These muffins are not too sweet, delicious warm with local honey—I love Good Flow’s wildflower, and some top notch butter such as Texas’ own Lucky Layla or Organic Valley Pasture butter.


clean bags, green bags May 19, 2009

Filed under: newflower market,Uncategorized — Austin Frugal Foodie @ 12:21 pm

Right now Newflower Market has a few unadvertized specials worth checking out.  Organic Valley heavy cream (my choice) is $2.99 a pint.  Shady Maple Farms organic maple syrup, grade B or grade A dark amber, is only $17.99 a quart.  This is a great deal because maple syrup prices are climbing.  Get it while you can still afford it.  Organic bulk almonds and walnuts are $6.99 a #.  Don’t forget to keep a couple of clean plastic produce type bags in your reusable shopping bag (leave one stashed in the car!).  Then you’re always ready for bulk bargains and small loose produce (think Texas  green beans, on sale at NM for 99 ¢ per #).  If family chaos interferes with your plastic bag washing efforts just throw them in the laundry.  Really!  Air dry them and you’ve saved some plastic.


broccoli bonus May 17, 2009

Filed under: cake,thrift,vegetables,whole foods — Austin Frugal Foodie @ 10:17 am
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yep. there's a carrot cake under those blossoms.

If you’re still buying broccoli at our farmers markets—cause you can—feel free to sneak some well trimmed shredded stems into your favorite carrot cake recipe.  It reminds me of the time in my college days when I saved up all my pickle juice to make pickle juice jello shots for a party.  Not in the interest of frugality, however.  Well a cold front just came through and it’s a wonderfully wet and cool May afternoon.  Local carrots continue to be available so I fired up the oven to bake a lower fat carrot cake.


Heat your oven to 350°.  Line a 13″ X 9″ pan with aluminum foil.  If you turn your pan upside down and drape and form your foil to the backside you can fit it neatly into the inside.  Grease the foil a bit however you prefer (spray, oil or butter).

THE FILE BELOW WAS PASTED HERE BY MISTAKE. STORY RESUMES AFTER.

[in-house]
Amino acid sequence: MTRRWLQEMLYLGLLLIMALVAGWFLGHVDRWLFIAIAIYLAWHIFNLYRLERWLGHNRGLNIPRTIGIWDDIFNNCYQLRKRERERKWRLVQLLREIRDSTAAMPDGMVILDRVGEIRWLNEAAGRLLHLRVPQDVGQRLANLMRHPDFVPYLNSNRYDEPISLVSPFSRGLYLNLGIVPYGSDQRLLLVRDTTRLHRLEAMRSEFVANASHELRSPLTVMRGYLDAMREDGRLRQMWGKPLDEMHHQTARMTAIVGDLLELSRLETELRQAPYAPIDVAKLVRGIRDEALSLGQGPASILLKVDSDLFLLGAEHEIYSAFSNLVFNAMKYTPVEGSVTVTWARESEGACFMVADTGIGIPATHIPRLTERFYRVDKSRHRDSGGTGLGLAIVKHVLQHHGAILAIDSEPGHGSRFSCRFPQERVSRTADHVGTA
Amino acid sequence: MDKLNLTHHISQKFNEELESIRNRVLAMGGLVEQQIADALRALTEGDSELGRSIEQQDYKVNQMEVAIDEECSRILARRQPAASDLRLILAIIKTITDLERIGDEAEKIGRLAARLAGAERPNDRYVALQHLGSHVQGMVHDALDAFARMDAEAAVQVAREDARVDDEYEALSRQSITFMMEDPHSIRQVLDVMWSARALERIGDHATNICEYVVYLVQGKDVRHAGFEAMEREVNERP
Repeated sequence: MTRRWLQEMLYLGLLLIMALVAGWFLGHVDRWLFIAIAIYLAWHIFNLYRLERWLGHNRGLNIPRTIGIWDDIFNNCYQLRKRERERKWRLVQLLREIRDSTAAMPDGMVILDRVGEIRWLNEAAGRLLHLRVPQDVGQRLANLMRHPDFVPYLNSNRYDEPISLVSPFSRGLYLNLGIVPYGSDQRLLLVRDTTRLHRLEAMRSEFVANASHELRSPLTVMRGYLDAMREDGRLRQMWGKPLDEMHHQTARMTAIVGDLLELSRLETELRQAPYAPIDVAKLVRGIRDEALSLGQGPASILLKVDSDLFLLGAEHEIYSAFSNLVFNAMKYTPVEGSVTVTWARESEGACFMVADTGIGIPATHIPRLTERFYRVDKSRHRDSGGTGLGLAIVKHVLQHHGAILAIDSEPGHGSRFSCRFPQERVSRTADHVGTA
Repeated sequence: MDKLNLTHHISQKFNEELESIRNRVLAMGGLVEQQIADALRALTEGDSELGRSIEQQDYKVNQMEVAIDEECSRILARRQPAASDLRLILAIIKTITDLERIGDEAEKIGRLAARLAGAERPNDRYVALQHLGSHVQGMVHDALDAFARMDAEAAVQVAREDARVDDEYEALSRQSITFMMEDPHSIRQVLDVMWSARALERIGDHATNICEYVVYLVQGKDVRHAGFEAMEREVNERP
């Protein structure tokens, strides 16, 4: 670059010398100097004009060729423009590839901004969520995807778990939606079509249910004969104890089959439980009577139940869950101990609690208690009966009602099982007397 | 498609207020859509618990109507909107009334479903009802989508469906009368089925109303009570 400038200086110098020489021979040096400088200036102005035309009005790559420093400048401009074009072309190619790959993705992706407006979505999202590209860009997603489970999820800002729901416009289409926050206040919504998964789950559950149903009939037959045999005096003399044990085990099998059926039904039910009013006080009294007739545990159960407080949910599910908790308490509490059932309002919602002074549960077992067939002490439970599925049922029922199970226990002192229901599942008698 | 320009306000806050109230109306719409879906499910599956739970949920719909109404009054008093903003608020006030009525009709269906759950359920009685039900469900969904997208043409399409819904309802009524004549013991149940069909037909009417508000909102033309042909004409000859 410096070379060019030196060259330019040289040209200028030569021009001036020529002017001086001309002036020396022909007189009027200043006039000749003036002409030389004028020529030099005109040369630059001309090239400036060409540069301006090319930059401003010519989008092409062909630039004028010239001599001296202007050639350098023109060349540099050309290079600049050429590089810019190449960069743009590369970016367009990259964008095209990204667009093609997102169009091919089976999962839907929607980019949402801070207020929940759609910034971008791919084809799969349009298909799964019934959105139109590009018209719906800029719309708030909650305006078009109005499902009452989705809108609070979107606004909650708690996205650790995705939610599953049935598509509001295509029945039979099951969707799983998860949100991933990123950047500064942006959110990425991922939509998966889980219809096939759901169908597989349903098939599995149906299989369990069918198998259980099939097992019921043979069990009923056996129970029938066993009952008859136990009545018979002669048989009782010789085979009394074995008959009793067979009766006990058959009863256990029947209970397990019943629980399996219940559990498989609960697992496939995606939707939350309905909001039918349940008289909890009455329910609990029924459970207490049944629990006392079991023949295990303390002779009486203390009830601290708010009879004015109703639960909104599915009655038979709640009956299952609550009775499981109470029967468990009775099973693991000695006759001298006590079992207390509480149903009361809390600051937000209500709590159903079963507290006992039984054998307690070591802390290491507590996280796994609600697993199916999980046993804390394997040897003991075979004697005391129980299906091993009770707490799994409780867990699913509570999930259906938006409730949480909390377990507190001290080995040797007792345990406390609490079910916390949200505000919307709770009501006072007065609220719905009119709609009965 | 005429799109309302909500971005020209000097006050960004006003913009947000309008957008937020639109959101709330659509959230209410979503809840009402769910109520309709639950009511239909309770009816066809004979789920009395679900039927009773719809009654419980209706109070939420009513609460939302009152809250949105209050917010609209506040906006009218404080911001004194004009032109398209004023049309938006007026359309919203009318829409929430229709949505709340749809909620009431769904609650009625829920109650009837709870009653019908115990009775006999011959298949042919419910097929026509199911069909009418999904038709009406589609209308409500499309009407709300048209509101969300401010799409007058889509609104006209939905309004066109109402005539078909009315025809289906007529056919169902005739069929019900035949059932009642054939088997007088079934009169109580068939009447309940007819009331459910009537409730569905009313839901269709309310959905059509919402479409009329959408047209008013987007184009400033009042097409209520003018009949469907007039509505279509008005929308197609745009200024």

• 100 grams organic white whole wheat flour–about 1 cup minus 2 scant Tablespoons–(see “slow carrot cake”)
  • 203 grams organic all-purpose flour–about 1 2/3 cups–Unless a sale is going on, generally your bulk foods departments will be the best buy.
  • 2 teaspoons baking powder
  • 1 teaspoon baking soda
  • 1 1/2 teaspoons ground cinnamon
  • 1/2 teaspoon freshly ground nutmeg
  • 1/8 teaspoon ground cloves
  • 1/2 teaspoon salt
  • 2 large eggs (preferably local or from your own hens)
  • 1 4-ounce jar of carrot baby food–I use Earth’s Best–Whole Foods printed coupons in their Whole Planet Foundation calendars for $1 off 10 jars (any flavor).  This is the best deal right now.  The calendars are technically sold out but you may find a stray one, as I did, loitering on some shelf in the store.  Snatch it up quick cause for $2 you get more than $20 in coupons for all sorts of products at WF.
  • 210 grams dark brown sugar (1 packed cup)–I use Wholesome Sweeteners brand, available at WF.
  • 1/2 cup (108 grams, usually easier for me to measure by volume) organic coconut oil, preferably extra virgin (unrefined).  I use a lot of this and WF sells their own brand in a large container that is usually the best buy.
  • 360 grams finely shredded carrots and finely shredded well peeled broccoli (about 3 cups); use at least 3/4 # untrimmed topless carrots
  • 1/2 cup medium fine chopped toasted Texas pecans (optional)
  • a little orange oil or zest, lemon oil or zest, and vanilla rum or extract (optional refinements)–see “slow carrot cake”